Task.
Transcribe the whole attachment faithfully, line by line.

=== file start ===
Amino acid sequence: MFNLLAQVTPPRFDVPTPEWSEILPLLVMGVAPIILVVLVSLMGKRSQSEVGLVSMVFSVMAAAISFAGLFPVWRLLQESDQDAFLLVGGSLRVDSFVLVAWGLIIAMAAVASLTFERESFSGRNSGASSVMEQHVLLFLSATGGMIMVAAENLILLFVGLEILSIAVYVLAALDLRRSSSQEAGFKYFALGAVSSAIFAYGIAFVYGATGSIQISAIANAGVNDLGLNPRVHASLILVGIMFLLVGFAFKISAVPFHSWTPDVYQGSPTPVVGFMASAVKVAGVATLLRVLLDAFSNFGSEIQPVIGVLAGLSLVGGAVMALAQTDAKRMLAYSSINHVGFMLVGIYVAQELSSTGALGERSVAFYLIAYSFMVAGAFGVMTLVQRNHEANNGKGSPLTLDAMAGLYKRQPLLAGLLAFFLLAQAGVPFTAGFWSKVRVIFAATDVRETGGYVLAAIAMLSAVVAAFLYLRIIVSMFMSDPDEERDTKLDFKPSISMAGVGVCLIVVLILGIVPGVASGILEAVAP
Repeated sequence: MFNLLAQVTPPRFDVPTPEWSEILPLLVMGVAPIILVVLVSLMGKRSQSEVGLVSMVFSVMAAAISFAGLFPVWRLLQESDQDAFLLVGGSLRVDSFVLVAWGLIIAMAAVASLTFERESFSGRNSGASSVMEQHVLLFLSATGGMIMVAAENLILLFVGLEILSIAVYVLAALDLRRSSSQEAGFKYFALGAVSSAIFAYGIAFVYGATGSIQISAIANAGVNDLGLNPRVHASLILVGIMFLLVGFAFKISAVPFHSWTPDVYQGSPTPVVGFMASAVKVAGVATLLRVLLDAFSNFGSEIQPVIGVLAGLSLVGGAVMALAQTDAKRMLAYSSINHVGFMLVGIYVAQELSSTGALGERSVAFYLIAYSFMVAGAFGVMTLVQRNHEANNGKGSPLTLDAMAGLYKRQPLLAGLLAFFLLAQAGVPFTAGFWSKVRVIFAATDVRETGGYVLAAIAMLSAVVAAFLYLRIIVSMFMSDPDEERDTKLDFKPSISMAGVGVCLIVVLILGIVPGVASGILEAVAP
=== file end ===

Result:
Amino acid sequence: MFNLLAQVTPPRFDVPTPEWSEILPLLVMGVAPIILVVLVSLMGKRSQSEVGLVSMVFSVMAAAISFAGLFPVWRLLQESDQDAFLLVGGSLRVDSFVLVAWGLIIAMAAVASLTFERESFSGRNSGASSVMEQHVLLFLSATGGMIMVAAENLILLFVGLEILSIAVYVLAALDLRRSSSQEAGFKYFALGAVSSAIFAYGIAFVYGATGSIQISAIANAGVNDLGLNPRVHASLILVGIMFLLVGFAFKISAVPFHSWTPDVYQGSPTPVVGFMASAVKVAGVATLLRVLLDAFSNFGSEIQPVIGVLAGLSLVGGAVMALAQTDAKRMLAYSSINHVGFMLVGIYVAQELSSTGALGERSVAFYLIAYSFMVAGAFGVMTLVQRNHEANNGKGSPLTLDAMAGLYKRQPLLAGLLAFFLLAQAGVPFTAGFWSKVRVIFAATDVRETGGYVLAAIAMLSAVVAAFLYLRIIVSMFMSDPDEERDTKLDFKPSISMAGVGVCLIVVLILGIVPGVASGILEAVAP
Repeated sequence: MFNLLAQVTPPRFDVPTPEWSEILPLLVMGVAPIILVVLVSLMGKRSQSEVGLVSMVFSVMAAAISFAGLFPVWRLLQESDQDAFLLVGGSLRVDSFVLVAWGLIIAMAAVASLTFERESFSGRNSGASSVMEQHVLLFLSATGGMIMVAAENLILLFVGLEILSIAVYVLAALDLRRSSSQEAGFKYFALGAVSSAIFAYGIAFVYGATGSIQISAIANAGVNDLGLNPRVHASLILVGIMFLLVGFAFKISAVPFHSWTPDVYQGSPTPVVGFMASAVKVAGVATLLRVLLDAFSNFGSEIQPVIGVLAGLSLVGGAVMALAQTDAKRMLAYSSINHVGFMLVGIYVAQELSSTGALGERSVAFYLIAYSFMVAGAFGVMTLVQRNHEANNGKGSPLTLDAMAGLYKRQPLLAGLLAFFLLAQAGVPFTAGFWSKVRVIFAATDVRETGGYVLAAIAMLSAVVAAFLYLRIIVSMFMSDPDEERDTKLDFKPSISMAGVGVCLIVVLILGIVPGVASGILEAVAP